Joseph Miville Dechene

From Wikipedia, the free encyclopedia
Jump to: navigation, search
Joseph Miville Dechêne
Member of the Legislative Assembly of Alberta
In office
July 18, 1921 – June 28, 1926
Preceded by Wilfrid Gariépy
Succeeded by John Delisle
Constituency Beaver River
In office
June 19, 1930 – August 22, 1935
Preceded by Laudas Joly
Succeeded by Joseph Beaudry
Constituency St. Paul
Member of the Canadian House of Commons
In office
March 26, 1940 – February 1, 1958
Preceded by Percy Rowe
Succeeded by Jack Bigg
Constituency Athabaska
Personal details
Born October 22, 1879
Chambord, Quebec
Died December 1, 1962(1962-12-01) (aged 83)
Political party Alberta Liberal
federal Liberal
Occupation farmer and politician

Joseph Miville Dechêne (October 22, 1879 – December 1, 1962) was Canadian farmer and politician who served in all three levels of government during his career. He served as a councillor of the town of Bonnyville from 1928 to 1934. He also served as a member of the Legislative Assembly of Alberta from 1921 to 1926 and again from 1930 to 1935 sitting with the Liberals in opposition. He later sat as a member of the Canadian House of Commons sitting with the Liberal caucus from 1940 to 1958.

Early life[edit]

Joseph Miville Dechene was born on October 22, 1879 in Chambord, Quebec.[1]

Dechene began his political career as a Councilor in the small town of Bonnyville, Alberta. He served that position from 1928 to 1934.[1]

Provincial politics[edit]

Dechene ran for a seat to the Alberta Legislature for the first time in the 1921 Alberta general election. He ran as a candidate of the Liberal party, winning the Beaver River electoral district by a comfortable margin to hold it for the Liberals.[2]

Dechene would stand for re-election in the 1926 Alberta general election but loose almost half of his popular vote from the previous election and suffer defeat to United Farmers candidate John Delisle.[3]

Dechene would not be deterred by defeat and ran for a seat in the 1930 Alberta general election. This time he would run in the neighboring St. Paul electoral district. He would defeat incumbent Laudas Joly to win his second term in provincial office by just 18 votes.[4]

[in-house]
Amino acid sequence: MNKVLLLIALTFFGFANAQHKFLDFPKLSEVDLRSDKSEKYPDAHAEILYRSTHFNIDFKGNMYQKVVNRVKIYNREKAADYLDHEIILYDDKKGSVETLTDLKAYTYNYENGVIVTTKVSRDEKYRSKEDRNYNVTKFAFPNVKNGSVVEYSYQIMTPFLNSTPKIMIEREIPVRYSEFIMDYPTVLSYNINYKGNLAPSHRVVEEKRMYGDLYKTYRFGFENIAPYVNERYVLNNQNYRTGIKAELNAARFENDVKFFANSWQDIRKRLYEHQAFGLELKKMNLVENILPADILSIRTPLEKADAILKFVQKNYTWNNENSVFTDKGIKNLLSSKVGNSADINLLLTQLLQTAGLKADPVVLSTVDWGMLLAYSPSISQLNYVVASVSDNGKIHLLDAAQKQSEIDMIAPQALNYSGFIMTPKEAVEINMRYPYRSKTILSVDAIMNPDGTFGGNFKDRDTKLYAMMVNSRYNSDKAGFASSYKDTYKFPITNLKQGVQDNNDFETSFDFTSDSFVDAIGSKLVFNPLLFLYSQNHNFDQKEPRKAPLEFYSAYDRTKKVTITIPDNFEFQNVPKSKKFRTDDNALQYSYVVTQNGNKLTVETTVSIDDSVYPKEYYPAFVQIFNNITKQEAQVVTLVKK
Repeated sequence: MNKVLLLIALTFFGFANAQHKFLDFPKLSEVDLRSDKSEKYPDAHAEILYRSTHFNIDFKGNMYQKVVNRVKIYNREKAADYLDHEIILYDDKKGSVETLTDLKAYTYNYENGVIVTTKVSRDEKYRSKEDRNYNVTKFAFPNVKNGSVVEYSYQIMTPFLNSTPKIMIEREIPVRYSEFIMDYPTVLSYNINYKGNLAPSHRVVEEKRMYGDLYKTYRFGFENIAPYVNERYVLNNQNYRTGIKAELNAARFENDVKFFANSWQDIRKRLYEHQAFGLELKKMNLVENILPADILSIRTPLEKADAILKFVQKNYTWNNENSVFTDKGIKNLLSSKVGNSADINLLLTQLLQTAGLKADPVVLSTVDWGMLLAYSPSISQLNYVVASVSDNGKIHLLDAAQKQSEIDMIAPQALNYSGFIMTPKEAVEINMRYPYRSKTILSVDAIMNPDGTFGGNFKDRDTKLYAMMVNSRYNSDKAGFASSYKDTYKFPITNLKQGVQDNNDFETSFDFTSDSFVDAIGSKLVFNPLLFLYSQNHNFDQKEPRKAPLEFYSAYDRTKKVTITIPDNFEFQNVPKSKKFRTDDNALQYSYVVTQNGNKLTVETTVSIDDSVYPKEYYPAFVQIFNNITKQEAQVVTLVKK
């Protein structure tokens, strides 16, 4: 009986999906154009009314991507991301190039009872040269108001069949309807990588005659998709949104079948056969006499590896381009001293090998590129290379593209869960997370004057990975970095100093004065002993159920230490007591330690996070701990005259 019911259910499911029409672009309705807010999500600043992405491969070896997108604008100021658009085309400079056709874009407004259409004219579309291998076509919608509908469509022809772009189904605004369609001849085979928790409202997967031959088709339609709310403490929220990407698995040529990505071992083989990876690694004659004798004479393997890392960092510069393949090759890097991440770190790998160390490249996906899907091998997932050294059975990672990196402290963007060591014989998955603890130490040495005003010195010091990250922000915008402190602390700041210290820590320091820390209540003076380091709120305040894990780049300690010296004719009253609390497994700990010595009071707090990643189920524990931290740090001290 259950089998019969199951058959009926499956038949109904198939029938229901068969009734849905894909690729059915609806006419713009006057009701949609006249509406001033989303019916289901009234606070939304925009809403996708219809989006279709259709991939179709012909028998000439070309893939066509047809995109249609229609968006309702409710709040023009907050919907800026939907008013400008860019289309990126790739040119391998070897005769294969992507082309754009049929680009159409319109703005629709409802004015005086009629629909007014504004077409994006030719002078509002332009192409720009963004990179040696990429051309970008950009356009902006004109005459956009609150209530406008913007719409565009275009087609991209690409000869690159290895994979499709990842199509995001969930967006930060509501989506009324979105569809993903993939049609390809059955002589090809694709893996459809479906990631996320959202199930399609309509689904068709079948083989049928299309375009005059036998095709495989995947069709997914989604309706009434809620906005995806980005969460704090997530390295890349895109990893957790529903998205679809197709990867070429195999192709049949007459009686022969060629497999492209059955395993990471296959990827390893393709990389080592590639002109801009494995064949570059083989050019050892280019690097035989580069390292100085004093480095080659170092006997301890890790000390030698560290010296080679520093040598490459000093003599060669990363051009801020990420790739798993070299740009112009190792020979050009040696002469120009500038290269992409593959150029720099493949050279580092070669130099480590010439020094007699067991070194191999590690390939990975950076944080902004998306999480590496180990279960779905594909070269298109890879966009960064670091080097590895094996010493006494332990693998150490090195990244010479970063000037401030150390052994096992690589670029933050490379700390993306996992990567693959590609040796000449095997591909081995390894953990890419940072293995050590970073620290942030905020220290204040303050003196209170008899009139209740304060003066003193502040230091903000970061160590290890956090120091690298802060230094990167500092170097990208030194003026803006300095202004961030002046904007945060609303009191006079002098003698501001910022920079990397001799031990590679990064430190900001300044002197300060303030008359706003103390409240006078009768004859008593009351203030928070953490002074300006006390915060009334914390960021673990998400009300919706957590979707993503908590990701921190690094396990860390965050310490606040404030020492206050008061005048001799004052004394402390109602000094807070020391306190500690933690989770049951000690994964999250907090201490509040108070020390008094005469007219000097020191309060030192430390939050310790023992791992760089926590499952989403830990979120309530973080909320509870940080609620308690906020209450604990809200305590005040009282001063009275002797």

Dechene ran for his third term in the 1935 Alberta general election. He faced Joly once again as well as Social Credit candidate Joseph Beaudry. The race was hotly contested with Beaudry defeating Dechene in the second count.[5]

Federal politics[edit]

Dechene ran for a seat to the Canadian House of Commons in the 1940 Canadian federal election as a Liberal candidate in the electoral district of Athabaska. He faced a hotly contested race against two incumbents. Dechene won the election by 1,100 votes over Hayhurst who transferred from the Vegreville electoral district while Rowe finished a distant third place.[6]

Dechene ran for his second term in office in the 1945 Canadian federal election. The election was a closely contested five way race. Dechene hung onto his seat with 35% of the popular vote.[7]

Dechene ran for his third term in office in the 1949 Canadian federal election. He faced four other candidates including former Member of Parliament Orvis Kennedy. He would win the race increasing his plurality by taking 45% of the popular vote.[8]

The 1953 Canadian federal election saw Dechene run for his fourth term in office. He won the four way race with his largest plurality of his federal career taking almost 50% of the popular vote.[9]

Dechene ran for his fifth and final term in the 1957 Canadian federal election.[10] He barely held his seat almost losing to Social Credit candidate Archie McPhail. Dechene retired from federal politics at dissolution of the Commons a year later in 1958.

References[edit]

  1. ^ a b "Dechene, Joseph Milville federal political experience". Parliament of Canada. Retrieved May 4, 2010. 
  2. ^ "Beaver River Official Results 1921 Alberta general election". Alberta Heritage Community Foundation. Retrieved April 29, 2010. 
  3. ^ "Beaver River Official Results 1926 Alberta general election". Alberta Heritage Community Foundation. Retrieved April 29, 2010. 
  4. ^ "St. Paul Official Results 1930 Alberta general election". Alberta Heritage Community Foundation. Retrieved April 29, 2010. 
  5. ^ "St. Paul Official Results 1935 Alberta general election". Alberta Heritage Community Foundation. Retrieved April 29, 2010. 
  6. ^ "Athabaska Election Results". Parliament of Canada. March 26, 1940. Retrieved May 2, 2010. 
  7. ^ "Athabaska Election Results". Parliament of Canada. June 11, 1945. Retrieved May 2, 2010. 
  8. ^ "Athabaska Election Results". Parliament of Canada. June 27, 1949. Retrieved May 2, 2010. 
  9. ^ "Athabaska Election Results". Parliament of Canada. August 10, 1953. Retrieved May 2, 2010. 
  10. ^ "Athabaska Election Results". Parliament of Canada. June 10, 1957. Retrieved May 2, 2010. 

External links[edit]